The final contribution to the local chicken is that the farmer has not only supplied your family with clean, healthy food but has most likely supplied his own family with the same nourishment. Local farmers who raise pastured poultry do it so they can make a living and feed their families. Your purchase stayed within the local community and is supplying a farmer with an income so that he may continue to provide the service of raising pastured chicken. While people might cringe at the higher cost for local food it is important to understand that a small grower spends more money, time, and labor raising the food. Buyers also save money by maintaining a healthier diet on pasture raised chicken versus the commercial chicken which contains fewer nutrients, unhealthy fats, and harmful drugs and chemicals.

Buying local, pasture raised chicken supports local economy and supports sustainable farming practices.It also creates a buyer-consumer relationship! Where else can you visit the location where your food was raised and speak to the grower face to face? It's a satisfying feeling to know who you buy from your food from and exactly how it was grown, and local farmers appreciate the relationship as well.

Later this week I will post pictures of my birds and their outdoor pens, along with details on how we built them!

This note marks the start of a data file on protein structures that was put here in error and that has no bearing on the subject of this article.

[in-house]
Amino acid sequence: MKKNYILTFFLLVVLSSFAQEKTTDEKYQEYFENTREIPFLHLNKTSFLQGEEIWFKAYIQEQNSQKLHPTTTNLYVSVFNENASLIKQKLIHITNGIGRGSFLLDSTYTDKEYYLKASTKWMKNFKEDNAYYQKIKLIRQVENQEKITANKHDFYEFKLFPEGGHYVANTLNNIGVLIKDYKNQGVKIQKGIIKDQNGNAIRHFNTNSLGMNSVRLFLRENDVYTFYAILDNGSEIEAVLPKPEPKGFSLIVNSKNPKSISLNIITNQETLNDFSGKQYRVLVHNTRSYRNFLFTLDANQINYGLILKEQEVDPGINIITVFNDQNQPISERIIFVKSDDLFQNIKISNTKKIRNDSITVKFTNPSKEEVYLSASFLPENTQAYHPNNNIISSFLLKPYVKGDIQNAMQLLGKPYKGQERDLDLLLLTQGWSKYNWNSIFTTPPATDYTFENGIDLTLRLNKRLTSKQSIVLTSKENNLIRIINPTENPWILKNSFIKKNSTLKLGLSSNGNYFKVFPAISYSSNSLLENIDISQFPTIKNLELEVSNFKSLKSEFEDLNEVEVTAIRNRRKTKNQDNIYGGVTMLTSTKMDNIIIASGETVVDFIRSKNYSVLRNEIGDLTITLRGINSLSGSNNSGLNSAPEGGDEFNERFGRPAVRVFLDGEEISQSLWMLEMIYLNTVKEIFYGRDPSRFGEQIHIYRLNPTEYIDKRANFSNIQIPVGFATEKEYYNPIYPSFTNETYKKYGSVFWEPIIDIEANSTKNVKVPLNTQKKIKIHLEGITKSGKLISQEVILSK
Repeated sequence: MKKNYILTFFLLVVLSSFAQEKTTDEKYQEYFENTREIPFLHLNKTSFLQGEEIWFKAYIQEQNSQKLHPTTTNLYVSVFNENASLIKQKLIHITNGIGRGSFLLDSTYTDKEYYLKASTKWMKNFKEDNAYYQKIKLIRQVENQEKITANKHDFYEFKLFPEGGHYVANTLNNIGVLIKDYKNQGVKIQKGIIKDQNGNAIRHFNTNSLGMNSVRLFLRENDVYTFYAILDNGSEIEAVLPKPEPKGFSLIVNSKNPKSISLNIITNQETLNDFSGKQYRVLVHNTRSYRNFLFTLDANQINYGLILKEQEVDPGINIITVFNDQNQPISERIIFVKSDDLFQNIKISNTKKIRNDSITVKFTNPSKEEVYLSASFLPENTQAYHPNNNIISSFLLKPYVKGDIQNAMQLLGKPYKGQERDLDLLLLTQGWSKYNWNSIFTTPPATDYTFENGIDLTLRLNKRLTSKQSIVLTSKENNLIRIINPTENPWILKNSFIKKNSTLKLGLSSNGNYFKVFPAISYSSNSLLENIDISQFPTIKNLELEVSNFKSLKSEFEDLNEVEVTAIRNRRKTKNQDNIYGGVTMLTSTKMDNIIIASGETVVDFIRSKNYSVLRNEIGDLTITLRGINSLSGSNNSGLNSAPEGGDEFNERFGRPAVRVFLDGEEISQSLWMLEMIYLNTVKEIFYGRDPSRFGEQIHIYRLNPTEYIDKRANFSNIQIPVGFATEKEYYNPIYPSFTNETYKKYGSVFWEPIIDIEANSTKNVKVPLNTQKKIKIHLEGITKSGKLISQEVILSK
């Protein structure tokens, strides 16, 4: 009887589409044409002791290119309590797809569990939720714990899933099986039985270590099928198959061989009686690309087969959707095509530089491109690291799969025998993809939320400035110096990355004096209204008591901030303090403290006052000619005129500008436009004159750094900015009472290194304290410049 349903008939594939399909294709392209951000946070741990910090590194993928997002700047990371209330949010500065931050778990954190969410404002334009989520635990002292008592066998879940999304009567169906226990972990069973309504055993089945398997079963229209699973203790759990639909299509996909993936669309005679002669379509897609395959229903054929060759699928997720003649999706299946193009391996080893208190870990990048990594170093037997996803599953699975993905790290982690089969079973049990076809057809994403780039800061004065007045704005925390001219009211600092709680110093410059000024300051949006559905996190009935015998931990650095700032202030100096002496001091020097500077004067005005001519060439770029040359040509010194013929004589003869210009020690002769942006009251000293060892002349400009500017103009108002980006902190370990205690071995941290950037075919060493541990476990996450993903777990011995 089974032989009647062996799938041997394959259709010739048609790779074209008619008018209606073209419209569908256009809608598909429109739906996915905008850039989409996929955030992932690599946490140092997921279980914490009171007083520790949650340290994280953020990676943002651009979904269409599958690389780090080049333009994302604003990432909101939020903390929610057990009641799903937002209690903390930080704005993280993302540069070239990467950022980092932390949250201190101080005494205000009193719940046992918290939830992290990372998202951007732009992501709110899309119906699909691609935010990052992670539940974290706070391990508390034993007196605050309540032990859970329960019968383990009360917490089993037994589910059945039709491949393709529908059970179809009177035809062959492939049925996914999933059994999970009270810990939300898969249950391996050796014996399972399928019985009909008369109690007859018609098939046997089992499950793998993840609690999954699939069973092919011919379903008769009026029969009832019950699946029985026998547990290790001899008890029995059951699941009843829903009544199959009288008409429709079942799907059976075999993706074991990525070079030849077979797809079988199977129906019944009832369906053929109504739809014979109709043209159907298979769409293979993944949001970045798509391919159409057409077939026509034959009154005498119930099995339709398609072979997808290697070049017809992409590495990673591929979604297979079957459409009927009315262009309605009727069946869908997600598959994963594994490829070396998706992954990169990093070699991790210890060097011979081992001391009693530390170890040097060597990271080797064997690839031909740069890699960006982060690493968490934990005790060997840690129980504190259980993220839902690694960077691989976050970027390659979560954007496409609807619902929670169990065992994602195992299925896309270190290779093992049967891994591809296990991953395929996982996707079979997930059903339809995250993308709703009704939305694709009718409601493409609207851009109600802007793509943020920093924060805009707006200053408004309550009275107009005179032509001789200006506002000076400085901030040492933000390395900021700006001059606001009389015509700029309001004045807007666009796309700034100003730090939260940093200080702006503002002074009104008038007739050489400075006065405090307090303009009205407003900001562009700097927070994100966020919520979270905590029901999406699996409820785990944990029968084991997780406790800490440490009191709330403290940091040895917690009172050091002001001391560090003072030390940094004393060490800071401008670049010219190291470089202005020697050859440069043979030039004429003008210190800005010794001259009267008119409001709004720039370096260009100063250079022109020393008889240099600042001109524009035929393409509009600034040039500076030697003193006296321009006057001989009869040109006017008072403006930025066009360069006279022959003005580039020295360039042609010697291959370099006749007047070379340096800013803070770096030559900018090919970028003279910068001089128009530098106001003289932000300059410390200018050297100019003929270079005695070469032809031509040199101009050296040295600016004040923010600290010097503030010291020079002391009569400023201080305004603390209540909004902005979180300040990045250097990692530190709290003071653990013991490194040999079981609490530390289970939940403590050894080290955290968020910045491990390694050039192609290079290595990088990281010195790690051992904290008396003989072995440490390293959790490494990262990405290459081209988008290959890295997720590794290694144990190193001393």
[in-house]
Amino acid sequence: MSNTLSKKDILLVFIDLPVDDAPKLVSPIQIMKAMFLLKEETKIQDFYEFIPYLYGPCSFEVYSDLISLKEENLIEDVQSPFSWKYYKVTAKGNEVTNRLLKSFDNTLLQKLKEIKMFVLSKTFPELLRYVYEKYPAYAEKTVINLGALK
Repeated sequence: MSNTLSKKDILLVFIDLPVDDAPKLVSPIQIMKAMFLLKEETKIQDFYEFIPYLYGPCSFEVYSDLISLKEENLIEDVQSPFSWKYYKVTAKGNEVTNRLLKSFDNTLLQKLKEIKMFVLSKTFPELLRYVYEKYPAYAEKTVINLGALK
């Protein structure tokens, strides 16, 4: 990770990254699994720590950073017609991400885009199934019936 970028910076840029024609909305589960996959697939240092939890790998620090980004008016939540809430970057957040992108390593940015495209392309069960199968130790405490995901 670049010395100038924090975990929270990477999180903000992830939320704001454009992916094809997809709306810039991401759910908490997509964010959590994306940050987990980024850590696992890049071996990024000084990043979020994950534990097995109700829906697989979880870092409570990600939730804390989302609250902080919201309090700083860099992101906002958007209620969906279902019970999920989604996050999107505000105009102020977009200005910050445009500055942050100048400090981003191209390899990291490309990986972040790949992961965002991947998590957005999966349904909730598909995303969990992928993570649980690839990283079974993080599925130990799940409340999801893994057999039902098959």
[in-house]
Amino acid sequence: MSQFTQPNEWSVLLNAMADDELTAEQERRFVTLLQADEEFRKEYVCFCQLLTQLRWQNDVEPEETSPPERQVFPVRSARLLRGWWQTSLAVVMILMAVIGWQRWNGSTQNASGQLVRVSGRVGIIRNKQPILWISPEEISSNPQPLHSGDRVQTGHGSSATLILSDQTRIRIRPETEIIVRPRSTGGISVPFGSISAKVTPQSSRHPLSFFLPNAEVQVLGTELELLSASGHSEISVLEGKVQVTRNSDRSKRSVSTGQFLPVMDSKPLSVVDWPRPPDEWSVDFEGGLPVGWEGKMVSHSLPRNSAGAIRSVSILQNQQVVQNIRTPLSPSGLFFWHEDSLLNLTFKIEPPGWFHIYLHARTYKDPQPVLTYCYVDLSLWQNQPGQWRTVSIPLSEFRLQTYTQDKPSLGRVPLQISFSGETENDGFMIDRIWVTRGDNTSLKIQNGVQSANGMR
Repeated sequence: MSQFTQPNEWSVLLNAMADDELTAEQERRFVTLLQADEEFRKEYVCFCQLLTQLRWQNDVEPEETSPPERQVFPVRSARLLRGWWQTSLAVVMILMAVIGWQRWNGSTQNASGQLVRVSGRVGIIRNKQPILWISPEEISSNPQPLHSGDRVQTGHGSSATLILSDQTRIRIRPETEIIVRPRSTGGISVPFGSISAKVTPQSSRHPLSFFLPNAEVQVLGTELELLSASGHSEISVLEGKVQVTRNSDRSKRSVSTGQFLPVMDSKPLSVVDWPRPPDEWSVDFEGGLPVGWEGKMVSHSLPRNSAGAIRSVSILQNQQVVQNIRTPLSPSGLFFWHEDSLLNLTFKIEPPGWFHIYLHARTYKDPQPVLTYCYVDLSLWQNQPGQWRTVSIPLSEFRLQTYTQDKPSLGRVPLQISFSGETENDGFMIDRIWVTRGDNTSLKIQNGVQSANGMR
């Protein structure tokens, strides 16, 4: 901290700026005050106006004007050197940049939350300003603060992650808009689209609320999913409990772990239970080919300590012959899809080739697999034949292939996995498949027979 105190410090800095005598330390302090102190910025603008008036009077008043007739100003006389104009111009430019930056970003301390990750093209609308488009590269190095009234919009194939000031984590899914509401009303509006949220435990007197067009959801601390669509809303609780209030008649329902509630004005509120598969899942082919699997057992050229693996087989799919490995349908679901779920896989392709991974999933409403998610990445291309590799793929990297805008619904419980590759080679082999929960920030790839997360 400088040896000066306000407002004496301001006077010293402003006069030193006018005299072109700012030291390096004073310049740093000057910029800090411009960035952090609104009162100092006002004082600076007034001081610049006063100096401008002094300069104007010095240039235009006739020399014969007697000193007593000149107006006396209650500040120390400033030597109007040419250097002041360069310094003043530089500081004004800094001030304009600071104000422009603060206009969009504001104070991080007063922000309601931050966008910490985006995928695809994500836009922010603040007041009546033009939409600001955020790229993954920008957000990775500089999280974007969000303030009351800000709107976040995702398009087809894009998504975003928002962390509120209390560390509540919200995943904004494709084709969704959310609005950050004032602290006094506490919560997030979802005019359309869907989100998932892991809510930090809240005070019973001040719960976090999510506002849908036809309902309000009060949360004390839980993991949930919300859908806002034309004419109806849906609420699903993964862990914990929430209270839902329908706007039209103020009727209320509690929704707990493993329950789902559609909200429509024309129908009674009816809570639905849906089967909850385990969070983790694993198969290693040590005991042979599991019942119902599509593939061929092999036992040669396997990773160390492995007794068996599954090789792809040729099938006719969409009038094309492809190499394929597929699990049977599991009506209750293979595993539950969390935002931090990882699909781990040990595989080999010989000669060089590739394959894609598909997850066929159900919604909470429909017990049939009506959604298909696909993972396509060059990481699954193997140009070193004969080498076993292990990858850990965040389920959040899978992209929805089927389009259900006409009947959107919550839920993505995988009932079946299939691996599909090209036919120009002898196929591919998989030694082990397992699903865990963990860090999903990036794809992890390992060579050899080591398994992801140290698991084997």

******* Thanks for all of the votes! Please vote again, voting ends on the 20th and you can vote once a day!**********


  1. I literally cried through this entire post. I already KNOW all of this information, I already HAVE the conviction to do what is right for my family, I just don't feel ABLE...

    1. Oh my goodness! I didn't mean to make anyone feel badly! It took me THIS long to finally put this into play for my family...7 kids later! You honestly cannot beat yourself up and besides, you are doing tons of other things that improve your family's health! You blog is busy, busy getting the chemicals out of your home! That's quite an accomplishment1

  2. I completely agree. It is the motivating factor behind my desire to rear our own chickens for meat. Everyone asks me 'How could you possibly do that?'. I feel like they think I enjoy hurting animals or something. Yet, it is for the exact opposite reason that I want to do it. When I hatch out of chicks, I make their health and happiness my priority. They are valued and respected. We take a great deal of pride in giving them the very best life possible, because in essence they give us the very same thing.
    I know that rearing your own isn't for everyone, but I certainly agree. A local farmer is so so much better for sourcing your food. Quality is far more important than quantity.

    1. A year ago I couldn't even bring myself to buying or handling store chicken if it had a bone in it! I have come a long way and I am so glad I have! The local grower here charges a hefty chunk for his chicken and I just cannot pay it and decided I should just go for it. Yep, people sometimes think it's a little strange but I am getting used to it! :-)